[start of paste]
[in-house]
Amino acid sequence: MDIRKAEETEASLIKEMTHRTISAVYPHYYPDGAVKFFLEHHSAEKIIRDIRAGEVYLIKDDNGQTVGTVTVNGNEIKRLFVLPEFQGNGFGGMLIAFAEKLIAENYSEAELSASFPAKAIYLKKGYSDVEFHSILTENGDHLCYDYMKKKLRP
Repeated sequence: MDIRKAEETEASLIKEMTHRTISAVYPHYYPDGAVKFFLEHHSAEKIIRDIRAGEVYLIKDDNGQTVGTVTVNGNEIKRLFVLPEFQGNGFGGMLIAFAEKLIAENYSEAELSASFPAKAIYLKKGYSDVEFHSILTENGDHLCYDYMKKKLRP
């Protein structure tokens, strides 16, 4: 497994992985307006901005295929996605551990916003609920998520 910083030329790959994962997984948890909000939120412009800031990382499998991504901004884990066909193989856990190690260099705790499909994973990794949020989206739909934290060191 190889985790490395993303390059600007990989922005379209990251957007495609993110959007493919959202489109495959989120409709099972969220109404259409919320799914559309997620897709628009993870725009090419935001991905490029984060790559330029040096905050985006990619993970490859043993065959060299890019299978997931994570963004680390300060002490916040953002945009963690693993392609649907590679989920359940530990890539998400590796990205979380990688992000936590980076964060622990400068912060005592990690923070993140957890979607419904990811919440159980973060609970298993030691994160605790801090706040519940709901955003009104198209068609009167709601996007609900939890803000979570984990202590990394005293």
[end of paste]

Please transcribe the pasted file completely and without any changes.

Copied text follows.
[in-house]
Amino acid sequence: MDIRKAEETEASLIKEMTHRTISAVYPHYYPDGAVKFFLEHHSAEKIIRDIRAGEVYLIKDDNGQTVGTVTVNGNEIKRLFVLPEFQGNGFGGMLIAFAEKLIAENYSEAELSASFPAKAIYLKKGYSDVEFHSILTENGDHLCYDYMKKKLRP
Repeated sequence: MDIRKAEETEASLIKEMTHRTISAVYPHYYPDGAVKFFLEHHSAEKIIRDIRAGEVYLIKDDNGQTVGTVTVNGNEIKRLFVLPEFQGNGFGGMLIAFAEKLIAENYSEAELSASFPAKAIYLKKGYSDVEFHSILTENGDHLCYDYMKKKLRP
């Protein structure tokens, strides 16, 4: 497994992985307006901005295929996605551990916003609920998520 910083030329790959994962997984948890909000939120412009800031990382499998991504901004884990066909193989856990190690260099705790499909994973990794949020989206739909934290060191 190889985790490395993303390059600007990989922005379209990251957007495609993110959007493919959202489109495959989120409709099972969220109404259409919320799914559309997620897709628009993870725009090419935001991905490029984060790559330029040096905050985006990619993970490859043993065959060299890019299978997931994570963004680390300060002490916040953002945009963690693993392609649907590679989920359940530990890539998400590796990205979380990688992000936590980076964060622990400068912060005592990690923070993140957890979607419904990811919440159980973060609970298993030691994160605790801090706040519940709901955003009104198209068609009167709601996007609900939890803000979570984990202590990394005293």